Operation Joint Endeavor took elements of the unit back to the Balkans in 1995 and 1996. Wing aircrews flew people and supplies into and out of embattled Bosnia. The 11,005 sq. ft. Aircraft Maintenance Shop (building 222) was also finished in 1996.
Tragedy came to the wing again in 1997 when a 440th C-130H (#88-4408) crashed while attempting to land at Tegucigalpa Airport in Honduras. Three members of the wing were killed in the accident.
The post Vietnam War reorganization of the armed services brought more change to the 440th. Tactical Air Command came to an end and the 440th became an Air Mobility Command gained unit on April 1, 1997.
Tragedies and operational changes did not dull the unit’s sharp operational edge. The 440th went through an operation readiness inspection at the Savannah Ga., Combat Readiness Training Center, and received the highest score of any Reserve unit in the previous two years.
The wing went on to show off its operational capabilities in the real during the next calendar year (1999) when the 440th provided 13 percent of the total Reserve and Air National Guard tactical airlift that flew relief supplies into Kosovo as part of Operation Shining Hope. The wing Balkan efforts were complimented by continued support of the Coronet Oak mission throughout 1999 – 2000. Flying operations had been moved from Panama to Puerto Rico but the mission continued.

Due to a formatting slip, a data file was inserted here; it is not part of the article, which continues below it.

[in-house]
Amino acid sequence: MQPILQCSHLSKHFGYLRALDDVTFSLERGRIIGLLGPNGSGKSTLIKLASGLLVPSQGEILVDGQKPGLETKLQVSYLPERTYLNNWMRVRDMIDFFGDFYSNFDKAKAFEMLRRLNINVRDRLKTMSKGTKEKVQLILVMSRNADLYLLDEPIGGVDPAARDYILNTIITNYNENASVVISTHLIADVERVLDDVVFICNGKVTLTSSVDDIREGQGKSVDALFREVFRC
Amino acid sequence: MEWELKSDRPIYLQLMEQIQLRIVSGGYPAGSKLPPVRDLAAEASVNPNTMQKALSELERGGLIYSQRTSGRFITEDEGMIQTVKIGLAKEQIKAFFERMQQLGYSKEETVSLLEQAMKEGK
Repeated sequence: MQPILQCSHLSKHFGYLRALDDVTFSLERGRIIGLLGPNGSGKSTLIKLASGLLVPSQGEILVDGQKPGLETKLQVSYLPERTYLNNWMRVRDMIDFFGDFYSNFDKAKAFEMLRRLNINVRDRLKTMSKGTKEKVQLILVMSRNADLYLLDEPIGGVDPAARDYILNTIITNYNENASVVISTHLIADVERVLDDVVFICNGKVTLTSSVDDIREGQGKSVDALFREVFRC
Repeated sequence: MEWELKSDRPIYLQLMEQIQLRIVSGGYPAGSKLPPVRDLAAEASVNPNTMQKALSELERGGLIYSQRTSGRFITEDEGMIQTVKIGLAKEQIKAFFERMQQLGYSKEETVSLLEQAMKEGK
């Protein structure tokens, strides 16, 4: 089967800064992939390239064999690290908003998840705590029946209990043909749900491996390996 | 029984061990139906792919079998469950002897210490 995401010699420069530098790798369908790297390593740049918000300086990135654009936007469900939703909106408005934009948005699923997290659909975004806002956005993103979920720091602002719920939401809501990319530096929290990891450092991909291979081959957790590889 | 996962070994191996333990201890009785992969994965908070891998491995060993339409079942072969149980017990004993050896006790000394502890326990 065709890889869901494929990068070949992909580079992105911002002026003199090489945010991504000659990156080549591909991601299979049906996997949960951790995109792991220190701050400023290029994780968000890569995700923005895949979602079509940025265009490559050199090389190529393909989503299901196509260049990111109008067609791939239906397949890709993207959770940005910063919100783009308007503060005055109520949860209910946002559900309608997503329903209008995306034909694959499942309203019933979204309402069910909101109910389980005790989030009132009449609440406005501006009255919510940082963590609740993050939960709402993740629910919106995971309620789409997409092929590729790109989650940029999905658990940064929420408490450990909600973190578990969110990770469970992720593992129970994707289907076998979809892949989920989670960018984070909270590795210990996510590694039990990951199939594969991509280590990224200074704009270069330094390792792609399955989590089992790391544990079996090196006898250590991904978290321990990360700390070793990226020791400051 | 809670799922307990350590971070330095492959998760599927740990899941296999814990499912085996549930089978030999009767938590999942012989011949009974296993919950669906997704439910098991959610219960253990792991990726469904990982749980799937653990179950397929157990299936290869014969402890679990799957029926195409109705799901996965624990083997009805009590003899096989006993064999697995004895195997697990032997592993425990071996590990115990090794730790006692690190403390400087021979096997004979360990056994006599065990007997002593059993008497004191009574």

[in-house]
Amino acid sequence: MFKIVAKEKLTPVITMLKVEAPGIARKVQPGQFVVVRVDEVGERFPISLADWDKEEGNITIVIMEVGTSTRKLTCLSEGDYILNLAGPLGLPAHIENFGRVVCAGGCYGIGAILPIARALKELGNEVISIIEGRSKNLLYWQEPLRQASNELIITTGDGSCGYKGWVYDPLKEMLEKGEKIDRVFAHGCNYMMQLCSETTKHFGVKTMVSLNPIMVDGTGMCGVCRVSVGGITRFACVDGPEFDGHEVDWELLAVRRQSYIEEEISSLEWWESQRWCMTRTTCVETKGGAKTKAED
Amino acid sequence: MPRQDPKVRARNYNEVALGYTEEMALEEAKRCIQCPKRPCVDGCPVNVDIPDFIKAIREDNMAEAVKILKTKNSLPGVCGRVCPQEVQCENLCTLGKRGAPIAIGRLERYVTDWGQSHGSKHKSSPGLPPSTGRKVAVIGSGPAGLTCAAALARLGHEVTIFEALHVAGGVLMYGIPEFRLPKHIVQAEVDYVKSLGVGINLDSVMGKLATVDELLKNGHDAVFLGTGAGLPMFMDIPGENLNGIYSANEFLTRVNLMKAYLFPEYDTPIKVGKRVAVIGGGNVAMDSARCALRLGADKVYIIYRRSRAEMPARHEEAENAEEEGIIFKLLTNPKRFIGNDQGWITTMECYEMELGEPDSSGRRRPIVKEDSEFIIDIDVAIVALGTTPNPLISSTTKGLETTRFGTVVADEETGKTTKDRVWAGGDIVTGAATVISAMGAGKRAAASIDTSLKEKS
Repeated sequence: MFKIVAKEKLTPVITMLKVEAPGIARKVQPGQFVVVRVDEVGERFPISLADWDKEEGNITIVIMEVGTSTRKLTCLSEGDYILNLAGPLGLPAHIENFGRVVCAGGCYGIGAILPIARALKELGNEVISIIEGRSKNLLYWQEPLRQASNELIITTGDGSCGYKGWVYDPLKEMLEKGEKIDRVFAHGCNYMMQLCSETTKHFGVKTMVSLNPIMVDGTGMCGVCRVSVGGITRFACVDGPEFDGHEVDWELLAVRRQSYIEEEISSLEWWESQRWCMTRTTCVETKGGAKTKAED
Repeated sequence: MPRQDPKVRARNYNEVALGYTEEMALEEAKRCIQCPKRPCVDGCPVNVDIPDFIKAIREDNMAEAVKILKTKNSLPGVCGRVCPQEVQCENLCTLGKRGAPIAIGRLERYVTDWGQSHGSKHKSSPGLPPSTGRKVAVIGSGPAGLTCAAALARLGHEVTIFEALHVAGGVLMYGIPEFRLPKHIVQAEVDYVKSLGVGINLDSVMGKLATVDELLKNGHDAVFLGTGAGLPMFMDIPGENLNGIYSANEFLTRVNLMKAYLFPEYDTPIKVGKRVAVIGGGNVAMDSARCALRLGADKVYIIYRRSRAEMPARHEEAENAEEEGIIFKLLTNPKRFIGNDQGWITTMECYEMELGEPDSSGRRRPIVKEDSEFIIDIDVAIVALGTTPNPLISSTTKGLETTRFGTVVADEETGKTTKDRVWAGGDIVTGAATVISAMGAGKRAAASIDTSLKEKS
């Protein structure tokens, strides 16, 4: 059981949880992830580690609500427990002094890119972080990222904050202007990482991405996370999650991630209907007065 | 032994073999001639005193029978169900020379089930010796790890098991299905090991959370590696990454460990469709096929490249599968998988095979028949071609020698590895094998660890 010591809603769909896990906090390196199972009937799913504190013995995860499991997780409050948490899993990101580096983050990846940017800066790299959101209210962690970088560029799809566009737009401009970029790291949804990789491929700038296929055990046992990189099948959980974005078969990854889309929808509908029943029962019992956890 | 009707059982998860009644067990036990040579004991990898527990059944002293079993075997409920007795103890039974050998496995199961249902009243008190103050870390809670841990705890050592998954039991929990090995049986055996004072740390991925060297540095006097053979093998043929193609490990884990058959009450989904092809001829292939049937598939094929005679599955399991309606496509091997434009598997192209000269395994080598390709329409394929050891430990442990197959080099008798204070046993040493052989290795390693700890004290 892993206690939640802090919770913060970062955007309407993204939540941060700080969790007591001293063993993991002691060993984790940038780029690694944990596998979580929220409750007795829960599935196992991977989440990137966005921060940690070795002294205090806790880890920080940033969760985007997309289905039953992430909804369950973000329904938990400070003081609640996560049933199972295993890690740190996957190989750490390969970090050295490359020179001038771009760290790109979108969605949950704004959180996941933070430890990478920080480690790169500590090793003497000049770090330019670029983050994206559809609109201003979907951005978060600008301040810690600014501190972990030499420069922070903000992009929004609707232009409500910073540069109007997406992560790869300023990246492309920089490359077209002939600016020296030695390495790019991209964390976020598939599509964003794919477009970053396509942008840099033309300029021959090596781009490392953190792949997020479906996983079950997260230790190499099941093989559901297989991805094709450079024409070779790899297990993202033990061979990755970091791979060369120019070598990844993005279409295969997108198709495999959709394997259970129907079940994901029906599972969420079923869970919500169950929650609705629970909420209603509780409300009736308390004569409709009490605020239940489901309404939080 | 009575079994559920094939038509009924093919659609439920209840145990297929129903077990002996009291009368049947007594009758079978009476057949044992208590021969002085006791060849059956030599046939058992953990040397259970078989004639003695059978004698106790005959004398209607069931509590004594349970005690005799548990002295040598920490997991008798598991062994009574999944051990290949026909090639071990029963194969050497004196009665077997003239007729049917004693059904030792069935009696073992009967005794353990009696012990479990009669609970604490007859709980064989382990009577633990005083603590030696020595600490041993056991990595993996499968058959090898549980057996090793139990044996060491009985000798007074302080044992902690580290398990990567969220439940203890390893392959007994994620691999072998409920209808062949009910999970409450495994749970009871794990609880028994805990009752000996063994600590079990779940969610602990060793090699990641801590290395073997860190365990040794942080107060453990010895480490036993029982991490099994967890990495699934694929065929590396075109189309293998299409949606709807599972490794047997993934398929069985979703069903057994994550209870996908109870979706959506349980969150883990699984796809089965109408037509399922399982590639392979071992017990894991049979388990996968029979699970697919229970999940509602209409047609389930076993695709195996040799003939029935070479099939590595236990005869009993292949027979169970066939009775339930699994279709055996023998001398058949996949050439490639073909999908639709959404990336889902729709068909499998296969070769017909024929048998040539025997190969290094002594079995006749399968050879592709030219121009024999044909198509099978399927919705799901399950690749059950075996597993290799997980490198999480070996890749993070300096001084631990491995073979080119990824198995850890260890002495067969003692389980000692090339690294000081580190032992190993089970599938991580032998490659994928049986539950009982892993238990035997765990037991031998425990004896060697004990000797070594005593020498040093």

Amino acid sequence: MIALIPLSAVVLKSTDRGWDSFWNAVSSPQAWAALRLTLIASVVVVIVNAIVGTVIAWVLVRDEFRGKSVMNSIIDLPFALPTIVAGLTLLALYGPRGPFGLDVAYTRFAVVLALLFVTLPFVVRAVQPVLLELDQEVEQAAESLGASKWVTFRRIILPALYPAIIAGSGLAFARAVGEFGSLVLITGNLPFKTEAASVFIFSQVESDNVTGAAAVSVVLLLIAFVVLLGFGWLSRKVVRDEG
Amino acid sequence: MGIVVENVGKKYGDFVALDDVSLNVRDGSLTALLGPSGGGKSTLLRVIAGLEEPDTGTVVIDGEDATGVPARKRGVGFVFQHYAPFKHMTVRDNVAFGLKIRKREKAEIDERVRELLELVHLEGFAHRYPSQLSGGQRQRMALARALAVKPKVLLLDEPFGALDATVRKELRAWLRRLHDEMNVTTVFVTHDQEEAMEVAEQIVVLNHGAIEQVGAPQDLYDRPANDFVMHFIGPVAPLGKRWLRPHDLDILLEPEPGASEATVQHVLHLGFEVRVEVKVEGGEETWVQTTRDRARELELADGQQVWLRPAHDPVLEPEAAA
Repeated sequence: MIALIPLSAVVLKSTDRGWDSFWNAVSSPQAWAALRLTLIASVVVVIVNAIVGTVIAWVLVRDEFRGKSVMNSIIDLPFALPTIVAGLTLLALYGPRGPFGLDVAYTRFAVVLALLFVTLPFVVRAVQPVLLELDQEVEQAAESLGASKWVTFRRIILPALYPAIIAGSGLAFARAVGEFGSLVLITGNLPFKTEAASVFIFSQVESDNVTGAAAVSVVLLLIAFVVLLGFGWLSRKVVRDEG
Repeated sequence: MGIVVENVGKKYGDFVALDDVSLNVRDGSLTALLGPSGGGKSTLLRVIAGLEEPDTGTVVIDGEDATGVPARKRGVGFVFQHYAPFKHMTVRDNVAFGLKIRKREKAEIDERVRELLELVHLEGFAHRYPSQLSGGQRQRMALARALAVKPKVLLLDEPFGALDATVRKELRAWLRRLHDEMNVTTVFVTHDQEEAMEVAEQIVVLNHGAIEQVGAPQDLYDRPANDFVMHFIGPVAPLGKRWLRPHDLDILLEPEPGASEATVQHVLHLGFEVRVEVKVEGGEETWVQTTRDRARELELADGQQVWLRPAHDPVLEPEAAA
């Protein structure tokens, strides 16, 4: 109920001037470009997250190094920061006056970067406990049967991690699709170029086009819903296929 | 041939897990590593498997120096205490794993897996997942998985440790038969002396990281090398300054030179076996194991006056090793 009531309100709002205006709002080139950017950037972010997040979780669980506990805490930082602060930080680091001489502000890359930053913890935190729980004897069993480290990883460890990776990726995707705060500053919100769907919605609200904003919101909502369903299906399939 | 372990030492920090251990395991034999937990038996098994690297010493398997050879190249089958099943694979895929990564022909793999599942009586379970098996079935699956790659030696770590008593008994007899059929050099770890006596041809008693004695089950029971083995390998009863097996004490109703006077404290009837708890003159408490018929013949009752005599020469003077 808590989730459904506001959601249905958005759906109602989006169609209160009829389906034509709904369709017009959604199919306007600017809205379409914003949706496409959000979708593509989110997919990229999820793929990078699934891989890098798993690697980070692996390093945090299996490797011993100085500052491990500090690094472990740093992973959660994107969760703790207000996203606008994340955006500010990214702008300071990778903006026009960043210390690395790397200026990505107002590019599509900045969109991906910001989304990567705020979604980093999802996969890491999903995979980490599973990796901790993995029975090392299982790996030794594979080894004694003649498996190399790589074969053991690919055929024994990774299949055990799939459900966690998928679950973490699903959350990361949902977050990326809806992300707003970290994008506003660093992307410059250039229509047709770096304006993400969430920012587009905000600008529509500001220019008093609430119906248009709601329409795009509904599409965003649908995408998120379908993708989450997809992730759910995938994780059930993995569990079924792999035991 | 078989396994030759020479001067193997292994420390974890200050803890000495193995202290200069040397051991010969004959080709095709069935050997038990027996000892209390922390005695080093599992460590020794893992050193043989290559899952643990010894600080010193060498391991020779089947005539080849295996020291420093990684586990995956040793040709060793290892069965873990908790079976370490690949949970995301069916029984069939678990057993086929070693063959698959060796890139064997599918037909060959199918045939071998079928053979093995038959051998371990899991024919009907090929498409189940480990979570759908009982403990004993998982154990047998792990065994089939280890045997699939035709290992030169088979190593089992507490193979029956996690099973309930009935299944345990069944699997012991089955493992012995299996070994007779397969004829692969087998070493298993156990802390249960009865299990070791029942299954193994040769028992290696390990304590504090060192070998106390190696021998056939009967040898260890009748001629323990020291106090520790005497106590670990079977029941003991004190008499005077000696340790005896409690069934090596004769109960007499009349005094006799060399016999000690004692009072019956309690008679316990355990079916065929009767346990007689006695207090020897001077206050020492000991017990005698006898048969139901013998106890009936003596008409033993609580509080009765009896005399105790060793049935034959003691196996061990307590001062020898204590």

The Sept. 11, 2001 assault on America hurt the 440th as much as it did the rest of the country. The 440th Security Forces Squadron recalled almost the entire unit and was the first wing unit to deploy members on anti-terror operations. Security Forces Ravens were the first to deploy, but other members of the unit helped conduct prisoner transports from Afghanistan to Guantanamo Naval Station Cuba after Taliban resistance collapsed in Afghanistan. Security specialists were also heavily involved in providing base and personal security measures and anti-terror measures in Afghanistan and Iraq.
On November 26, 2003, two days before Thanksgiving, the wing received a mobilization order for more than 300 aircrew members, aircraft maintenance specialists and general support specialists. By December 15, the wing had six aircraft and about 200 people in Kuwait with more than a dozen operation missions accomplished by that date. The Flying Badgers are still on the job in the Central Command area providing airlift support, superb aircraft maintenance and security training and support from the Horn of Africa to the high desert of Afghanistan. Since 2001, the 440th has deployed aircraft, crew and support personnel in support of Operations Noble Eagle, Enduring Freedom and Iraqi Freedom.